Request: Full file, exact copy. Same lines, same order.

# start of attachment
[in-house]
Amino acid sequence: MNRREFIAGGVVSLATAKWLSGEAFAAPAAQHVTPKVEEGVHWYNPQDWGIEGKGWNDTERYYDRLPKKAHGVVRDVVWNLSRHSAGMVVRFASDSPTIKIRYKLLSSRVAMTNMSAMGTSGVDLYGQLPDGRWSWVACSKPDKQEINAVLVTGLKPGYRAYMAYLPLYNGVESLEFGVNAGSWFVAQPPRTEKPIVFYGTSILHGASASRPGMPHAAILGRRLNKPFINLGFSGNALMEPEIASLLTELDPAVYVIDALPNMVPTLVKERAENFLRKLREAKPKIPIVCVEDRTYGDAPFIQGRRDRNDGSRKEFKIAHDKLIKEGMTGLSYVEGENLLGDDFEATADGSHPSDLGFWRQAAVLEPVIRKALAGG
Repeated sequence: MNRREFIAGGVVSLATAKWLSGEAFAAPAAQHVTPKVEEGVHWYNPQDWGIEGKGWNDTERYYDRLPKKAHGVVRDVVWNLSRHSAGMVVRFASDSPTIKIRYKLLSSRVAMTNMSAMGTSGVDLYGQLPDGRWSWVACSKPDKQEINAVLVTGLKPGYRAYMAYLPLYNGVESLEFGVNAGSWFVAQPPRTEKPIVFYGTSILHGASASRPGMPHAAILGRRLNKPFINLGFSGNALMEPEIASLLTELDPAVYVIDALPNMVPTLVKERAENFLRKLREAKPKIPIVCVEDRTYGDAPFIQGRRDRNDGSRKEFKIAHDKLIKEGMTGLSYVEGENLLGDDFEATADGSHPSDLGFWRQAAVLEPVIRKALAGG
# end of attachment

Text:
[in-house]
Amino acid sequence: MNRREFIAGGVVSLATAKWLSGEAFAAPAAQHVTPKVEEGVHWYNPQDWGIEGKGWNDTERYYDRLPKKAHGVVRDVVWNLSRHSAGMVVRFASDSPTIKIRYKLLSSRVAMTNMSAMGTSGVDLYGQLPDGRWSWVACSKPDKQEINAVLVTGLKPGYRAYMAYLPLYNGVESLEFGVNAGSWFVAQPPRTEKPIVFYGTSILHGASASRPGMPHAAILGRRLNKPFINLGFSGNALMEPEIASLLTELDPAVYVIDALPNMVPTLVKERAENFLRKLREAKPKIPIVCVEDRTYGDAPFIQGRRDRNDGSRKEFKIAHDKLIKEGMTGLSYVEGENLLGDDFEATADGSHPSDLGFWRQAAVLEPVIRKALAGG
Repeated sequence: MNRREFIAGGVVSLATAKWLSGEAFAAPAAQHVTPKVEEGVHWYNPQDWGIEGKGWNDTERYYDRLPKKAHGVVRDVVWNLSRHSAGMVVRFASDSPTIKIRYKLLSSRVAMTNMSAMGTSGVDLYGQLPDGRWSWVACSKPDKQEINAVLVTGLKPGYRAYMAYLPLYNGVESLEFGVNAGSWFVAQPPRTEKPIVFYGTSILHGASASRPGMPHAAILGRRLNKPFINLGFSGNALMEPEIASLLTELDPAVYVIDALPNMVPTLVKERAENFLRKLREAKPKIPIVCVEDRTYGDAPFIQGRRDRNDGSRKEFKIAHDKLIKEGMTGLSYVEGENLLGDDFEATADGSHPSDLGFWRQAAVLEPVIRKALAGG